The shift to a virtual learning environment has been a learning process for everyone. Here at Loyola, we are approaching the end of our first entirely online semester. It has been an adjustment, but I feel as though I am finally getting used to virtual school. As many of us can attest to, online learning is a profoundly different experience than in-person learning.
In the beginning of the year, almost everyone in my classes had their zoom cameras on.
Now, I stare at a bunch of black screens, my own included. My professors normally ask us to keep our cameras on, and when they do I respect that, but I also think that there is one aspect about Zoom that many people are overlooking: seeing yourself constantly can be distracting for people like me, who are inordinately critical of ourselves.
When my Zoom camera is on, I am acutely aware of what I look like. That means I’m likely touching my hair or adjusting the camera angle of my laptop. I can pay attention, obviously, but I will always be thinking of what I look like on other people’s screens. Can they see my acne? Does the angle make my forehead look too big? It’s these questions that distract me when I allow my own thoughts to takeover.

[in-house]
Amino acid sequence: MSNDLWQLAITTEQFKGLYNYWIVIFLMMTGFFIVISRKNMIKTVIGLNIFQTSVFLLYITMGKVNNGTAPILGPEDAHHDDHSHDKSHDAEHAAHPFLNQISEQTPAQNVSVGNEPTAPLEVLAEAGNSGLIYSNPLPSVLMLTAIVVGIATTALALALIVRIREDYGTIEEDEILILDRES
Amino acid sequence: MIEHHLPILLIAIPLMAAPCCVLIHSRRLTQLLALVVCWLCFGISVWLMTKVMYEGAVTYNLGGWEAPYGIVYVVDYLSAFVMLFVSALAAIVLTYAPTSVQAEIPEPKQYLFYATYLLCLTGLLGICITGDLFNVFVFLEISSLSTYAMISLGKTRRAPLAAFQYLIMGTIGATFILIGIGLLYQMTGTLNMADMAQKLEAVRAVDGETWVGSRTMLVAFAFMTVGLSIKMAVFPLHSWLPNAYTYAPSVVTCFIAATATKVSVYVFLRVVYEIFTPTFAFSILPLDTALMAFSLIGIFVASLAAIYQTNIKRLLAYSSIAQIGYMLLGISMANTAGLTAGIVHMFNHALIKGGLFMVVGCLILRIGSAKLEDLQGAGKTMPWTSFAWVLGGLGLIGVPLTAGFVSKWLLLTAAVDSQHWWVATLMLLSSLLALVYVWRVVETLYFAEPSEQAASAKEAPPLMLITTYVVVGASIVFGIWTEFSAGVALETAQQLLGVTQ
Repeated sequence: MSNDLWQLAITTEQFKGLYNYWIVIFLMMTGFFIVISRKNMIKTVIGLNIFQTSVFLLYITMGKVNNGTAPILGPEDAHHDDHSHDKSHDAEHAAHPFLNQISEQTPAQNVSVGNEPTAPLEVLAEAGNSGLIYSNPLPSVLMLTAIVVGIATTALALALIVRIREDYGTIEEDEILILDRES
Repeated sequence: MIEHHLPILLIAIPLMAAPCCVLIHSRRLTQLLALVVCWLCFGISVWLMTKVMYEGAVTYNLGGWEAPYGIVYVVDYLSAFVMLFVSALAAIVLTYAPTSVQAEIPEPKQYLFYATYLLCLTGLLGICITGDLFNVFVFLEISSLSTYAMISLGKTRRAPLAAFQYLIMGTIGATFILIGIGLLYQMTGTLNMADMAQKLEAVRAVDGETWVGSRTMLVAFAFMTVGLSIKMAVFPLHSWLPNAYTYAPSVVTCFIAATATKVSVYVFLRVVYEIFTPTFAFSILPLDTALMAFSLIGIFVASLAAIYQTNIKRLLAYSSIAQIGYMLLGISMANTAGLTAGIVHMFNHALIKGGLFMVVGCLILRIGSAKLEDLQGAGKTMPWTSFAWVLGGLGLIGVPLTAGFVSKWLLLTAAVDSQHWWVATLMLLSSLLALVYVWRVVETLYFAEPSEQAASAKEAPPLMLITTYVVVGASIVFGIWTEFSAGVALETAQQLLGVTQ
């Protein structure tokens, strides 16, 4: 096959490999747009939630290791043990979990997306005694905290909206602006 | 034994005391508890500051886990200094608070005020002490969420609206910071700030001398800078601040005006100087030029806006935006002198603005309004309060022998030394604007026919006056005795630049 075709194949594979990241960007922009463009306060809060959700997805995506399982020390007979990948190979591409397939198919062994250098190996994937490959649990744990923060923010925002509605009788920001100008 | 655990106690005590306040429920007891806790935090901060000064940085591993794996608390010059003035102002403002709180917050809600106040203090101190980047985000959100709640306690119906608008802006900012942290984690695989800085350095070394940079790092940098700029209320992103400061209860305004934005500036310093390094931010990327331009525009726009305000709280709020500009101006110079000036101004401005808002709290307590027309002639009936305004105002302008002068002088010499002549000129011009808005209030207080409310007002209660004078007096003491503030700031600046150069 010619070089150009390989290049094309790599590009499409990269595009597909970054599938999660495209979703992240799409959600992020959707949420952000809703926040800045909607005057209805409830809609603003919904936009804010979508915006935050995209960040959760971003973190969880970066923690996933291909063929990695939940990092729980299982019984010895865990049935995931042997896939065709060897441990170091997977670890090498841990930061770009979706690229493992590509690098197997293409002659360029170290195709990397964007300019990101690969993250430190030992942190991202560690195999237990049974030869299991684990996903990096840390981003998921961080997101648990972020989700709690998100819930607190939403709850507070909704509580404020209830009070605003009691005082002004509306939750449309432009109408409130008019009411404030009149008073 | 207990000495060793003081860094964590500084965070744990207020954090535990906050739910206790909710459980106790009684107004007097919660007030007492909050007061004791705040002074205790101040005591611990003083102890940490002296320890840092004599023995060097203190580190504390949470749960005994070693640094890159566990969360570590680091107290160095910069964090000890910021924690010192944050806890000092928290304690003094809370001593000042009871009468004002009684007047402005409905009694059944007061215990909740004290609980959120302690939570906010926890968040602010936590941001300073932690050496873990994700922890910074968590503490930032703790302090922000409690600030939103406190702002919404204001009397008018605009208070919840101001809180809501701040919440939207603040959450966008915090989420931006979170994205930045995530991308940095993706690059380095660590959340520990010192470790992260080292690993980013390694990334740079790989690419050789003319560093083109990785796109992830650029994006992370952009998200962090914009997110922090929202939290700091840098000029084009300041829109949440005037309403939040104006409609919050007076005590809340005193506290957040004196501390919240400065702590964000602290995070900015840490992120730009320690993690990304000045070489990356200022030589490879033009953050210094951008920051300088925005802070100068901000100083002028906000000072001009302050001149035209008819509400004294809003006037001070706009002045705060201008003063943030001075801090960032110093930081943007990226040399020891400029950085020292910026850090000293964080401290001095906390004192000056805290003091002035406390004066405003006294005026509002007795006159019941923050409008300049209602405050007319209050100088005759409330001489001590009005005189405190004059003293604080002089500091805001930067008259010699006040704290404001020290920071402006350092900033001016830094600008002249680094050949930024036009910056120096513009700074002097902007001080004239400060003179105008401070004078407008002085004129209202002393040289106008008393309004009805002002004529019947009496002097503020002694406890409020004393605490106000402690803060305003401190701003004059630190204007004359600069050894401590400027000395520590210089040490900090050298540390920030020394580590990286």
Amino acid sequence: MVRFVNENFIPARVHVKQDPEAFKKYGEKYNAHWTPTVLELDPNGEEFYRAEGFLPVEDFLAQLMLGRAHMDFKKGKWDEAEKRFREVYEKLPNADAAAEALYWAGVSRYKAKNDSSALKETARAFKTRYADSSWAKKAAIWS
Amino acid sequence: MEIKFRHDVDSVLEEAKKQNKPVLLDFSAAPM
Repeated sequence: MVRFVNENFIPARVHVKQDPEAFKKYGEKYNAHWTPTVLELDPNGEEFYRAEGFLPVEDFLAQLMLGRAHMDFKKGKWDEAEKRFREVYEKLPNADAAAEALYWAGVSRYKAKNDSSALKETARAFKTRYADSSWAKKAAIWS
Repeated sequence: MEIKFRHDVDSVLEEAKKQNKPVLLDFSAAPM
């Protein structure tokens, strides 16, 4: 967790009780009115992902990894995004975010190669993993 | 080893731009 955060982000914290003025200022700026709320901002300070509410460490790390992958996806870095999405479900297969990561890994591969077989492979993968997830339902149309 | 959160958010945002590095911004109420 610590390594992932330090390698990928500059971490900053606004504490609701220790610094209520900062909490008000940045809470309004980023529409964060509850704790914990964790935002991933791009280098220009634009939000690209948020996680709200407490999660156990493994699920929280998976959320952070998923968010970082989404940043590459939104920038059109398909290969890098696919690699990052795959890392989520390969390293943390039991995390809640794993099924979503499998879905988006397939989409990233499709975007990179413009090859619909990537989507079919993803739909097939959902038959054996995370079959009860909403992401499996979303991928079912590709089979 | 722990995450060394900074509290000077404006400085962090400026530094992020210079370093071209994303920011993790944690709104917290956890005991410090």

It may sound a little crazy to some people that I would be so conscious about my appearance on the computer. After all, I didn’t feel like this when I attended in-person classes. I guess the anxiety comes from knowing that most of my professors and classmates don’t know me outside of a screen. We haven’t met in person, and even if they see me on another platform like Instagram, it’s still just through a screen.
The reason why my Zoom camera stays off is not because I am not paying attention to the lecture.
Rather, it’s the opposite: I AM paying attention, and I don’t want to be overly conscious of my appearance while in class. Of course, there are people who abuse the camera "off" setting and leave their laptops alone while they attend to other responsibilities. But, for me, my camera stays off simply because I don’t want to worry about how I appear on other’s screens. I just hope my professors know that.